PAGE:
But we’re taught specific timelines about healing. In medical school we are all taught that it takes about six weeks for fractures, or broken bones, to heal. We are taught that tendon and ligament injuries typically take about 4 to 6 weeks to heal.

So somewhere deep in our minds we doctors are stuck with those numbers as reference points.

But let’s talk about how healing actually happens.

With most significant injuries, whether it’s a stress fracture or a minor tear in a tendon or a sprained ligament, you basically have some sort of an initial damage to the tissue. It could be a crack in the bone. It could be a tiny little tear in a tendon where some collagen fibers have ripped. It could be a minor sprain in a ligament with what amounts to a little perforation in the collagen bundles that make up that ligament.

Something cracks, rips or tears. That hurts. And it also bleeds. So you may see some bruising as evidence of that internal bleeding when something cracked, ripped or tore.

But shortly thereafter the magic starts to happen. This whole well-choreographed chain of events known as the coagulation cascade starts to unfold within your body. That liquidy blood suddenly turns into a blood clot. It starts to solidify.

As the initial blood clot solidifies it imparts stability to the surrounding tissue, basically acting like glue. Fibroblast cells migrate to the area and start to lay down strands of collagen. Those tiny strands of collagen act like living strands of string or rope to help hold things together.

And so the healing begins.

Over the next few weeks the collagen becomes better organized. The bone starts to calcify. Everything gets progressively more stable.

So what your doctor is really freaked out about during that initial period where you just have some bloody glue holding things together. Even when you get those first little initial strands of collagen string tying things together it’s not really very strong. It’s just strong enough that it doesn’t hurt as much as it did a few days before.

Within a brief period of time it doesn’t even hurt when you move it. It may not even hurt when you’re walking on it at home. But that’s only because you have some glue and some string holding those things still enough it doesn’t hurt when you move them.

So when you announce that you feel better and want to go for run, the doctor is envisioning this fragile string and glue exploding apart as you run.

Doctors just don’t want you to disrupt that healing process by running prematurely.

Again, they’re just stuck with those arbitrary timelines. Unless you push them, they won’t help you figure EXACTLY when it’s NOT premature to run.

3. Doctors don’t understand how dedicated you are to running.

Fact: Doctors don’t know how important running is to you.

Only you, and maybe your spouse, or possibly a select one or two running buddies have any idea how important running really and truly is to you.

The chances are good that your mom has absolutely no idea what you feel when you run. Your kids have no idea how much it changes your disposition, and improves your attitude when you go for a run.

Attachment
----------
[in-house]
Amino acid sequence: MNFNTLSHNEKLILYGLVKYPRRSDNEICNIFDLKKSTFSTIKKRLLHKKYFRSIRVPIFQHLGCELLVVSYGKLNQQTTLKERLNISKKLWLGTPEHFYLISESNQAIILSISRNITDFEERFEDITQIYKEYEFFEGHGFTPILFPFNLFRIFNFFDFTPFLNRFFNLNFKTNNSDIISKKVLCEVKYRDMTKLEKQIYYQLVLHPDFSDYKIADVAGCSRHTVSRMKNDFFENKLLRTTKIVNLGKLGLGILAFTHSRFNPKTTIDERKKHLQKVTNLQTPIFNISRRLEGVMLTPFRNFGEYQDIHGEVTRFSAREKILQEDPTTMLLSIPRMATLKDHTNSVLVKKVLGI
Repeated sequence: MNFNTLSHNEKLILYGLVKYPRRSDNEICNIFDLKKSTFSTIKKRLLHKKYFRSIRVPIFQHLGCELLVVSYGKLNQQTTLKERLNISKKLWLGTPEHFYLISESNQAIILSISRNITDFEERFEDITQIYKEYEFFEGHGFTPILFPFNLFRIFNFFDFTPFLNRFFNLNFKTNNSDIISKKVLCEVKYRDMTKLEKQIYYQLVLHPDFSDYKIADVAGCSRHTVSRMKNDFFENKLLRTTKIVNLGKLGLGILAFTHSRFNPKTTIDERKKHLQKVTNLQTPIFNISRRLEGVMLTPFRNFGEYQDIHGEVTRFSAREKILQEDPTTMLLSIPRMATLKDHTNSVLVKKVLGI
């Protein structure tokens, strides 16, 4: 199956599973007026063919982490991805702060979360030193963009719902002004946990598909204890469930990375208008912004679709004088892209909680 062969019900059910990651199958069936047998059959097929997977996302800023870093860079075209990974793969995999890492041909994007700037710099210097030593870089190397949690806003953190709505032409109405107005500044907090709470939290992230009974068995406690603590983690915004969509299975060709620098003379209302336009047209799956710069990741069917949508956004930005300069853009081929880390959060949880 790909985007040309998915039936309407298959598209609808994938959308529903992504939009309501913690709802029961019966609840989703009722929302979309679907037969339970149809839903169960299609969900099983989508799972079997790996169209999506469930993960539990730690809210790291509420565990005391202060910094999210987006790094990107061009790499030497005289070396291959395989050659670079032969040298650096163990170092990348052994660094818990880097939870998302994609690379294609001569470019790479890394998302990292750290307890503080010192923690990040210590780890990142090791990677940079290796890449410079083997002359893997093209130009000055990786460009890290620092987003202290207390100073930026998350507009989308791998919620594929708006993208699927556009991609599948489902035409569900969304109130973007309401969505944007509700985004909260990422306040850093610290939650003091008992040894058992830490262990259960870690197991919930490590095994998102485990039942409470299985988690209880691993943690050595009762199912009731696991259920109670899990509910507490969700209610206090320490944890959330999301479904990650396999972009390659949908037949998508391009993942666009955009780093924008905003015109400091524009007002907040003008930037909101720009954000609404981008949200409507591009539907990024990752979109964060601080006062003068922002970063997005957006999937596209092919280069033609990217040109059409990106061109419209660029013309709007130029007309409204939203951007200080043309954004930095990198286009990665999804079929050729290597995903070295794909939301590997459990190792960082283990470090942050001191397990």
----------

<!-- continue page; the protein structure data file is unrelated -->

Your sisters and brothers really don’t know all the stuff that you think about and process, just when you go out and run a few miles. So if all of those people who are closest to you really don’t have a clue how important running is to you, how could you expect the doctor to understand how important running is to you.

Most runners are not just running as a past time. We don’t do it for entertainment. Most of us are not running so we can eat cheesecake after dinner.

We are running because we’re runners. We identify ourselves as runners. We have to run.

When we get injured and we’ve been working towards some specific goal, we often incorrectly assumed the people around us understand how important that goal is to us personally.

One time I came down with a case of pneumonia right before I was leaving for Hawaii. You’re probably thinking, “So what? It’s a lot better to be sick in Hawaii then to be sick at home.”

The problem is that I was going to compete in the Ironman World Championships. Yep. The Holy Grail of triathlon. After nine years of continual work and 14 Ironman finishes, I was in. And I had pneumonia.

My doctor looked at my chest x-ray and said, “Chris, this is a terrible, terrible idea.”

I said, “Yeah, I know. I realize I might die on the Queen K Hwy. But I’ll be damned if I’m going to die thinking I blew my one and only shot at Ironman Hawaii just because of a little haziness on a chest x-ray.”

My doctor knew me. In fact my doctor actually knew me really, really well. He’s a close friend. At that point he had known me for 20 years. I’d had even been to his house for Thanksgiving. But even he couldn’t possibly understand how important it was to me, to compete in that race.

It is crucial you communicate closely with your doctor to help her understand running isn’t some optional activity you do on occasion to fit into a bikini or tuxedo. You have to explain the importance of running to you in terms of your core personality.

All doctors want you to be healthy and happy. Make sure you emphasize the fact that you are not going to be happy if you cannot run.

4. Doctors don’t understand how much fitness you’ll lose.

I’ve beaten this one to death in a number of other episodes so I’ll keep this short.

They are all kinds of studies about the devastating effects on physical fitness when you immobilize a lower extremity, use crutches, or get stuck on a regimen of strict rest.

If you rest, you rot.

The difference between you losing all the base fitness you’ve accumulated over the past six months versus the negligible fitness that might be lost by the average sedentary American is enormous.